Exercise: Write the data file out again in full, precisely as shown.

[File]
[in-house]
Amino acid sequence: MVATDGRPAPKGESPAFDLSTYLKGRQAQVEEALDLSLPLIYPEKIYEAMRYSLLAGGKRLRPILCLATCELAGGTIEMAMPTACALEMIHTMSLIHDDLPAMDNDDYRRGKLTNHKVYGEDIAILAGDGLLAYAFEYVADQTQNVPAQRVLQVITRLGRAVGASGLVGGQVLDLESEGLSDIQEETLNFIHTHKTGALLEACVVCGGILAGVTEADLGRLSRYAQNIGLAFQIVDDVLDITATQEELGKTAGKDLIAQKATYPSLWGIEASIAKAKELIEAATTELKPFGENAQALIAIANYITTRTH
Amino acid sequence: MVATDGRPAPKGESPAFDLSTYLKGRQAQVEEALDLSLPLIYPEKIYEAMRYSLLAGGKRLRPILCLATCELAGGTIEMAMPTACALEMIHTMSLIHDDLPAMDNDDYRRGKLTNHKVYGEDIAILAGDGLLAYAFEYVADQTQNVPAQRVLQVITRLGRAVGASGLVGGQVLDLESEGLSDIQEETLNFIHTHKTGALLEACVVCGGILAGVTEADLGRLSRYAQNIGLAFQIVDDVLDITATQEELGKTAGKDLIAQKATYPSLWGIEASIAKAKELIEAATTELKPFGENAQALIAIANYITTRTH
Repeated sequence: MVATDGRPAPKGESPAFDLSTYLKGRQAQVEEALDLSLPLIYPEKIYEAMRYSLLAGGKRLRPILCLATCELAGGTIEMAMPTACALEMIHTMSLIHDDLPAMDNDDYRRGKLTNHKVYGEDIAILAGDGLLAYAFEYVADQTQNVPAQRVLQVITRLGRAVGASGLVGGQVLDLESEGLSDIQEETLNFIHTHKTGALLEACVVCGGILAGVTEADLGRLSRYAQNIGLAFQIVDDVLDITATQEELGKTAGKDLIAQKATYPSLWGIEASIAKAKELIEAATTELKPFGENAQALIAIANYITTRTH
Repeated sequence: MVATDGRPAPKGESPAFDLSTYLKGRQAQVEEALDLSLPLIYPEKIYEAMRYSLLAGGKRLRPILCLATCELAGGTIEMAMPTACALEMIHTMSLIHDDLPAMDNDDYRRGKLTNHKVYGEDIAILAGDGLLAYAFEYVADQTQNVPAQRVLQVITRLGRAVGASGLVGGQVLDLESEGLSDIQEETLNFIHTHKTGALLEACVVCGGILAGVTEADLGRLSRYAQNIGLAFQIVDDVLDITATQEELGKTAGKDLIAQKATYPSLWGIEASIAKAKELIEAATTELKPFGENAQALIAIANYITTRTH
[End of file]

[in-house]
Amino acid sequence: MVATDGRPAPKGESPAFDLSTYLKGRQAQVEEALDLSLPLIYPEKIYEAMRYSLLAGGKRLRPILCLATCELAGGTIEMAMPTACALEMIHTMSLIHDDLPAMDNDDYRRGKLTNHKVYGEDIAILAGDGLLAYAFEYVADQTQNVPAQRVLQVITRLGRAVGASGLVGGQVLDLESEGLSDIQEETLNFIHTHKTGALLEACVVCGGILAGVTEADLGRLSRYAQNIGLAFQIVDDVLDITATQEELGKTAGKDLIAQKATYPSLWGIEASIAKAKELIEAATTELKPFGENAQALIAIANYITTRTH
Amino acid sequence: MVATDGRPAPKGESPAFDLSTYLKGRQAQVEEALDLSLPLIYPEKIYEAMRYSLLAGGKRLRPILCLATCELAGGTIEMAMPTACALEMIHTMSLIHDDLPAMDNDDYRRGKLTNHKVYGEDIAILAGDGLLAYAFEYVADQTQNVPAQRVLQVITRLGRAVGASGLVGGQVLDLESEGLSDIQEETLNFIHTHKTGALLEACVVCGGILAGVTEADLGRLSRYAQNIGLAFQIVDDVLDITATQEELGKTAGKDLIAQKATYPSLWGIEASIAKAKELIEAATTELKPFGENAQALIAIANYITTRTH
Repeated sequence: MVATDGRPAPKGESPAFDLSTYLKGRQAQVEEALDLSLPLIYPEKIYEAMRYSLLAGGKRLRPILCLATCELAGGTIEMAMPTACALEMIHTMSLIHDDLPAMDNDDYRRGKLTNHKVYGEDIAILAGDGLLAYAFEYVADQTQNVPAQRVLQVITRLGRAVGASGLVGGQVLDLESEGLSDIQEETLNFIHTHKTGALLEACVVCGGILAGVTEADLGRLSRYAQNIGLAFQIVDDVLDITATQEELGKTAGKDLIAQKATYPSLWGIEASIAKAKELIEAATTELKPFGENAQALIAIANYITTRTH
Repeated sequence: MVATDGRPAPKGESPAFDLSTYLKGRQAQVEEALDLSLPLIYPEKIYEAMRYSLLAGGKRLRPILCLATCELAGGTIEMAMPTACALEMIHTMSLIHDDLPAMDNDDYRRGKLTNHKVYGEDIAILAGDGLLAYAFEYVADQTQNVPAQRVLQVITRLGRAVGASGLVGGQVLDLESEGLSDIQEETLNFIHTHKTGALLEACVVCGGILAGVTEADLGRLSRYAQNIGLAFQIVDDVLDITATQEELGKTAGKDLIAQKATYPSLWGIEASIAKAKELIEAATTELKPFGENAQALIAIANYITTRTH